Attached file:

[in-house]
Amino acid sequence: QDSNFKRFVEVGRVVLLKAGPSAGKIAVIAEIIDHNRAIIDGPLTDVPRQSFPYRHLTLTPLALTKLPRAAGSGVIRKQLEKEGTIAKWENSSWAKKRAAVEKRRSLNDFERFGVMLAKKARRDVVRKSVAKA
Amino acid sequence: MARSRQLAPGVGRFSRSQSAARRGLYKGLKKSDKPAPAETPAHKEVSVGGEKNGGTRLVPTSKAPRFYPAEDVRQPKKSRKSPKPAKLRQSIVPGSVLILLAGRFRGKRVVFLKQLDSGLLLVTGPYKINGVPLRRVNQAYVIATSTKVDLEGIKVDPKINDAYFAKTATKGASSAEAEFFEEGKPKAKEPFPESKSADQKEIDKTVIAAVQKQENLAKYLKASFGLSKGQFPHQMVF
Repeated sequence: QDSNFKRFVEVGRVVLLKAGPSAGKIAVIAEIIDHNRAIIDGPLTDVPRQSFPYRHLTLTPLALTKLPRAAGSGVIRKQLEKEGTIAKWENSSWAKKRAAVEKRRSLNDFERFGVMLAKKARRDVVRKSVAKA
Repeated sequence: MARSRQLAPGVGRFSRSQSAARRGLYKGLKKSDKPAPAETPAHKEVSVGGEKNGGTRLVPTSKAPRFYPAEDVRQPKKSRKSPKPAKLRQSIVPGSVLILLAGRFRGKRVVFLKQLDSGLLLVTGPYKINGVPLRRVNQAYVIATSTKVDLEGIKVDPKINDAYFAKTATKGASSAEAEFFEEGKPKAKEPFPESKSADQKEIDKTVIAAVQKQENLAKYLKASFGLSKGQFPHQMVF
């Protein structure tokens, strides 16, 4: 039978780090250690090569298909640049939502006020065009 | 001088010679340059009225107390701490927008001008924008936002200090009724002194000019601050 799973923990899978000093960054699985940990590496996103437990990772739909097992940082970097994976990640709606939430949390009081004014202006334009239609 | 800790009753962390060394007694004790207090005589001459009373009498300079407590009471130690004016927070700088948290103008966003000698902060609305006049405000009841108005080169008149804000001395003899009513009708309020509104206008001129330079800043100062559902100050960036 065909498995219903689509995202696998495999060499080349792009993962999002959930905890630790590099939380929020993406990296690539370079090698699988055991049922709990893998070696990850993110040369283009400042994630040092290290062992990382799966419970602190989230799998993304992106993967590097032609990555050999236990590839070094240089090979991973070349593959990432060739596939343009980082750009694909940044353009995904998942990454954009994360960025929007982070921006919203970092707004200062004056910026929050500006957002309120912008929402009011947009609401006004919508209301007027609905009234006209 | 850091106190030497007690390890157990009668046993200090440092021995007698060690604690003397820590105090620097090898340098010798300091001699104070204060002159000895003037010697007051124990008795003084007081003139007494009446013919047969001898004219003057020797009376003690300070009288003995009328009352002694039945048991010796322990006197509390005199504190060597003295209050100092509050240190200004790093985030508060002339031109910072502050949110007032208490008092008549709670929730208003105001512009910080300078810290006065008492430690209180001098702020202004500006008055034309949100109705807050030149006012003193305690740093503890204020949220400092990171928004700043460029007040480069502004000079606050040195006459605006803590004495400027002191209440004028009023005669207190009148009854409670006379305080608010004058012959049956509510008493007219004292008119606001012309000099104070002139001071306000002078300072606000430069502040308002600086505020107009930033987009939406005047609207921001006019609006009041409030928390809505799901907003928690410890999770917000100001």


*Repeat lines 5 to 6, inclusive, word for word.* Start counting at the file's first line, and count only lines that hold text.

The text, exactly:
Repeated sequence: MARSRQLAPGVGRFSRSQSAARRGLYKGLKKSDKPAPAETPAHKEVSVGGEKNGGTRLVPTSKAPRFYPAEDVRQPKKSRKSPKPAKLRQSIVPGSVLILLAGRFRGKRVVFLKQLDSGLLLVTGPYKINGVPLRRVNQAYVIATSTKVDLEGIKVDPKINDAYFAKTATKGASSAEAEFFEEGKPKAKEPFPESKSADQKEIDKTVIAAVQKQENLAKYLKASFGLSKGQFPHQMVF
């Protein structure tokens, strides 16, 4: 039978780090250690090569298909640049939502006020065009 | 001088010679340059009225107390701490927008001008924008936002200090009724002194000019601050 799973923990899978000093960054699985940990590496996103437990990772739909097992940082970097994976990640709606939430949390009081004014202006334009239609 | 800790009753962390060394007694004790207090005589001459009373009498300079407590009471130690004016927070700088948290103008966003000698902060609305006049405000009841108005080169008149804000001395003899009513009708309020509104206008001129330079800043100062559902100050960036 065909498995219903689509995202696998495999060499080349792009993962999002959930905890630790590099939380929020993406990296690539370079090698699988055991049922709990893998070696990850993110040369283009400042994630040092290290062992990382799966419970602190989230799998993304992106993967590097032609990555050999236990590839070094240089090979991973070349593959990432060739596939343009980082750009694909940044353009995904998942990454954009994360960025929007982070921006919203970092707004200062004056910026929050500006957002309120912008929402009011947009609401006004919508209301007027609905009234006209 | 850091106190030497007690390890157990009668046993200090440092021995007698060690604690003397820590105090620097090898340098010798300091001699104070204060002159000895003037010697007051124990008795003084007081003139007494009446013919047969001898004219003057020797009376003690300070009288003995009328009352002694039945048991010796322990006197509390005199504190060597003295209050100092509050240190200004790093985030508060002339031109910072502050949110007032208490008092008549709670929730208003105001512009910080300078810290006065008492430690209180001098702020202004500006008055034309949100109705807050030149006012003193305690740093503890204020949220400092990171928004700043460029007040480069502004000079606050040195006459605006803590004495400027002191209440004028009023005669207190009148009854409670006379305080608010004058012959049956509510008493007219004292008119606001012309000099104070002139001071306000002078300072606000430069502040308002600086505020107009930033987009939406005047609207921001006019609006009041409030928390809505799901907003928690410890999770917000100001």